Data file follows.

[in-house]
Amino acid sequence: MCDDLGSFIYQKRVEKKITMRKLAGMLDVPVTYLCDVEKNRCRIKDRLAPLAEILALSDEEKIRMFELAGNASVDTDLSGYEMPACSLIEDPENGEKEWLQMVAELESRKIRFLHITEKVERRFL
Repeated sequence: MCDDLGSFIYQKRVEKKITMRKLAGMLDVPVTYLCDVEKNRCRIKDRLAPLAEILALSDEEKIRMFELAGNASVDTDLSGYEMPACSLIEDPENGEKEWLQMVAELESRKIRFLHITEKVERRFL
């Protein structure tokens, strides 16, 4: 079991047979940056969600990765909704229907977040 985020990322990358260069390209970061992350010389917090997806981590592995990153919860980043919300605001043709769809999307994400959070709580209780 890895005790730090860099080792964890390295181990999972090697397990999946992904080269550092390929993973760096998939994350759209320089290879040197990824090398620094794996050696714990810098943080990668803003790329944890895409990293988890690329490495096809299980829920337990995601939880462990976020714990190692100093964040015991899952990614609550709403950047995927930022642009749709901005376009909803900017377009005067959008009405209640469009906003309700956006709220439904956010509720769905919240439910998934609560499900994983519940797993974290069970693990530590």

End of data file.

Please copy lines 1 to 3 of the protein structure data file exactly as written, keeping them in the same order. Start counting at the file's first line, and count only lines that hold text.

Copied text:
[in-house]
Amino acid sequence: MCDDLGSFIYQKRVEKKITMRKLAGMLDVPVTYLCDVEKNRCRIKDRLAPLAEILALSDEEKIRMFELAGNASVDTDLSGYEMPACSLIEDPENGEKEWLQMVAELESRKIRFLHITEKVERRFL
Repeated sequence: MCDDLGSFIYQKRVEKKITMRKLAGMLDVPVTYLCDVEKNRCRIKDRLAPLAEILALSDEEKIRMFELAGNASVDTDLSGYEMPACSLIEDPENGEKEWLQMVAELESRKIRFLHITEKVERRFL